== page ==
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UK dairy farms are using higher volumes of water than necessary, according to a Heriot-Watt academic.

Dr David Campbell, associate professor of water conservation at Heriot-Watt University, said: “The UK uses around 40.9 billion litres of water each year to produce 14 billion litres of milk. There is certainly room for improvement and what I would like to do is meet with representatives from the dairy industry and see what we can do to cut down water use.

“Water is used for drinking, cleaning and cooling in the dairy sector. The ever-increasing cost of water, more stringent regulatory regimes and the high cost of energy for pumping and processing milk means dairy producers will benefit from optimal use of water.

“By improving water use efficiency, water and wastewater bills could be reduced by 30 per cent, which is a further incentive to dairy producers, alongside improving the sector’s overall sustainability credentials.

“This isn’t about introducing new regulation or burdensome tasks – it’s about saving money for these producers and increasing sustainability. We can tell from data that some producers already use water conservation measures, and those who use the highest amounts of water might simply be unaware that they are at the upper end of the chart. At the moment, there’s no way for them to know.”

Dr Campbell’s study established upper and lower water limits for liquid milk, butter and cheese producers using five years of data.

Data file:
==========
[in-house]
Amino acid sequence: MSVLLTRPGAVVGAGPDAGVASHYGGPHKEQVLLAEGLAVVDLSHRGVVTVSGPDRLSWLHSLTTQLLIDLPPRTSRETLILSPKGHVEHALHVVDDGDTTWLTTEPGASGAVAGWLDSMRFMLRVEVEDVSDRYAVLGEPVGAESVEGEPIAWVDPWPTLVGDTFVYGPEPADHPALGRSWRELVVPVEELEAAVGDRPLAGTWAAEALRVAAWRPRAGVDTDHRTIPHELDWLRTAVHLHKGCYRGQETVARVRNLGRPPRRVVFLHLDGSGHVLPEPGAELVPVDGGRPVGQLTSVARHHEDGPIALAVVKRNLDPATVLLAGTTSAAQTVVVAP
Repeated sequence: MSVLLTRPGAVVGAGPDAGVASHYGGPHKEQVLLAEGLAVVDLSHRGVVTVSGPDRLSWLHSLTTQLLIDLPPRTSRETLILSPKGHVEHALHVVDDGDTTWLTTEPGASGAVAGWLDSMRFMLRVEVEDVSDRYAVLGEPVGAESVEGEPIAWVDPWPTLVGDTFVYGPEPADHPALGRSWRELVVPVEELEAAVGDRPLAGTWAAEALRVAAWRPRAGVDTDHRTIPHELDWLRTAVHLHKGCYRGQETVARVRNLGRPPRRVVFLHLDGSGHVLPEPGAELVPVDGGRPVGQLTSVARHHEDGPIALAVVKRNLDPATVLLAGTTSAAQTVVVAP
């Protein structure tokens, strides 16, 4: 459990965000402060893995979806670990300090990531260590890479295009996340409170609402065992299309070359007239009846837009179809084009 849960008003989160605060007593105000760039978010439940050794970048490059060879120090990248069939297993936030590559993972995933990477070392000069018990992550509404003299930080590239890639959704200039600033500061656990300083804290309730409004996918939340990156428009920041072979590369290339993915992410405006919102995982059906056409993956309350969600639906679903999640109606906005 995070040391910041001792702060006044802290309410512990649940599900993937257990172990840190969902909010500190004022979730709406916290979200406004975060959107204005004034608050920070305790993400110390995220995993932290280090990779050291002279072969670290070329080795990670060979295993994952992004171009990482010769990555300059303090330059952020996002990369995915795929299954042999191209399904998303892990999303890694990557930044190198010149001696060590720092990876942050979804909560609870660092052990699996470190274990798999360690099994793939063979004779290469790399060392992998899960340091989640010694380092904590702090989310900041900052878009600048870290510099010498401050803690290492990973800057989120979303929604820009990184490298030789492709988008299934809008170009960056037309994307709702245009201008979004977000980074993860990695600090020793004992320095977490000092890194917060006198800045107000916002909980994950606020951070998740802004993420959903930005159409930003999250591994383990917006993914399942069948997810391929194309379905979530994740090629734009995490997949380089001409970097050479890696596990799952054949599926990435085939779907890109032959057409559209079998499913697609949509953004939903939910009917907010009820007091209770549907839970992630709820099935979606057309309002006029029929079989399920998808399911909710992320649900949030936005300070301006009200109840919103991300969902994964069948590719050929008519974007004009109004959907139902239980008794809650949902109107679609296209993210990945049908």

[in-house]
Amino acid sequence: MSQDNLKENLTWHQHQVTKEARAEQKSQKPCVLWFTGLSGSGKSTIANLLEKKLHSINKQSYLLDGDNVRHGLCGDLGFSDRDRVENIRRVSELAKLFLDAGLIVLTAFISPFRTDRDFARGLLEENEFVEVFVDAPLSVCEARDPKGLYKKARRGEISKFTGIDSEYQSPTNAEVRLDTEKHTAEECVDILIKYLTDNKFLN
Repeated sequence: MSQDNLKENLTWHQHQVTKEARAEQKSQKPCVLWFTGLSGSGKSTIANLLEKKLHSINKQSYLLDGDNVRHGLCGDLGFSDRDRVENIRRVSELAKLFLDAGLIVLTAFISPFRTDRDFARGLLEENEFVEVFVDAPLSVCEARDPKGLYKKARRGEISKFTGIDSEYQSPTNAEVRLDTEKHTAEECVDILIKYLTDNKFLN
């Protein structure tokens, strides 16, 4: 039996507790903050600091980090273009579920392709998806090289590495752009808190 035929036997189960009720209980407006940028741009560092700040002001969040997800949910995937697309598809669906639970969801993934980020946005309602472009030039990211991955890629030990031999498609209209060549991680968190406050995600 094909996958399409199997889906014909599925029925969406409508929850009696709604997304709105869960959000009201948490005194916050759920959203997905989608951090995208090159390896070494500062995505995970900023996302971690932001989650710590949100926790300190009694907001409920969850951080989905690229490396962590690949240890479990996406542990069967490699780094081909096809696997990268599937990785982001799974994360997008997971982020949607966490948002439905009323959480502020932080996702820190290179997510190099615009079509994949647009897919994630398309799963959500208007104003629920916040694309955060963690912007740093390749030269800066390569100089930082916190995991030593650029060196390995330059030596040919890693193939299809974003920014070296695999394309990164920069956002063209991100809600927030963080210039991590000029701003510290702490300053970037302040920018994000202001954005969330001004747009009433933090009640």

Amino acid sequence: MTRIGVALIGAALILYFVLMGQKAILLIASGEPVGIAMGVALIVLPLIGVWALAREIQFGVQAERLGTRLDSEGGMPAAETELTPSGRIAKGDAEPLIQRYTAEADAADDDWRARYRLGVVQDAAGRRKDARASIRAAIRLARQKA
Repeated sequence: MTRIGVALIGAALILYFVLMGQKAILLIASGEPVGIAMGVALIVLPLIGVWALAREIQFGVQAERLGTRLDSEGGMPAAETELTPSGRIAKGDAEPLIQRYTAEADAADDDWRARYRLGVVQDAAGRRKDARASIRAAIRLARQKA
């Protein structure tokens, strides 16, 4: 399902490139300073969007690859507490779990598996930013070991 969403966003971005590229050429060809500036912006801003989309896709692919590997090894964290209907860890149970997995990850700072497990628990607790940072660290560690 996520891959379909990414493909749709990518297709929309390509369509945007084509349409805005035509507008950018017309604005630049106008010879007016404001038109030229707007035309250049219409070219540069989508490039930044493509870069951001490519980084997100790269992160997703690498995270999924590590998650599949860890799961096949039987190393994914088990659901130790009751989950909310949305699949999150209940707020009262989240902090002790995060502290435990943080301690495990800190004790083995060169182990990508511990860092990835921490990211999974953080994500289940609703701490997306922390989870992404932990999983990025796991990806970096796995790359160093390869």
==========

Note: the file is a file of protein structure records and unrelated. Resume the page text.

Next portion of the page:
Companies with water use below lower limits were considered to perform ‘excellently’, those using water within lower and upper limits were considered to perform ‘averagely’, while water use above the upper limits was considered ‘poor’.

When comparing 27 liquid milk producers, the study found that only three sites used water ‘excellently’, and seven ‘poorly’.

The UK’s cheese makers were the least ‘average’ of the dairy sector; only three sites used water ‘averagely’. Only one site used water above the lower benchmark, described as an ‘impressive performance’ by Dr Campbell, and a sign that water conservation schemes were already in place.

Dr Campbell added: “The aim of every benchmarking process is to improve performance through comparison of one company’s performance against those of high-performing, comparable organisations.

“Over 60 per cent of producers we studied use water inefficiently, which could be traced to outdated or inappropriate systems Version: 1 and processes, and the absence of any periodic benchmarking of performance.

“There is great potential for water use improvements on these sites, and it is our hope that the dairy sector will adopt more water efficient systems and conduct annual benchmarking exercises. Both dairy farmers and the UK’s natural resource pool stand to benefit.”